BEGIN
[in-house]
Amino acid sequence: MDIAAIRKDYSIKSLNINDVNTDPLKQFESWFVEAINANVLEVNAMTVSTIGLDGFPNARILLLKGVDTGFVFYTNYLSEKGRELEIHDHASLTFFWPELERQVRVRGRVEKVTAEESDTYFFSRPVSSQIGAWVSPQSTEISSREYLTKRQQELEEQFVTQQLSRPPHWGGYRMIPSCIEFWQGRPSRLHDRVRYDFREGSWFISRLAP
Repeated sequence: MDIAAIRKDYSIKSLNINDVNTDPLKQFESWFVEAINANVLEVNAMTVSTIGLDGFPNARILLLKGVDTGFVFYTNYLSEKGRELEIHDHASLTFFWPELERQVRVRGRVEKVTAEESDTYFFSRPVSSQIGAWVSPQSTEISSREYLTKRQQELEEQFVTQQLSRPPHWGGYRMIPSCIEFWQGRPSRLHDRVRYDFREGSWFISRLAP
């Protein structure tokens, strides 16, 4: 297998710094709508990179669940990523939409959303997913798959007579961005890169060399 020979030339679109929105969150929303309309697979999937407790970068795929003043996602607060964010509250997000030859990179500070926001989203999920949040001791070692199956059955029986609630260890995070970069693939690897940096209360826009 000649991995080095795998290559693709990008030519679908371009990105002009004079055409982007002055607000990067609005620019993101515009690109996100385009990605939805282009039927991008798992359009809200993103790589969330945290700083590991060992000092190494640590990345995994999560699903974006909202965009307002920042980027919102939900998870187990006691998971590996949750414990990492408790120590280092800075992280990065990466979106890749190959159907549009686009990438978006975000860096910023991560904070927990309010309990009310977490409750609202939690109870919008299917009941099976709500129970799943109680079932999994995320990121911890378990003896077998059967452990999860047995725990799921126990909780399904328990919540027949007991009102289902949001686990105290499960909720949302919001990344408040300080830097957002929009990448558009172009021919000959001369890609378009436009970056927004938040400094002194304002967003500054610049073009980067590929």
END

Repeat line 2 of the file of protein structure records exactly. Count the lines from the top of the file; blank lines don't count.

Amino acid sequence: MDIAAIRKDYSIKSLNINDVNTDPLKQFESWFVEAINANVLEVNAMTVSTIGLDGFPNARILLLKGVDTGFVFYTNYLSEKGRELEIHDHASLTFFWPELERQVRVRGRVEKVTAEESDTYFFSRPVSSQIGAWVSPQSTEISSREYLTKRQQELEEQFVTQQLSRPPHWGGYRMIPSCIEFWQGRPSRLHDRVRYDFREGSWFISRLAP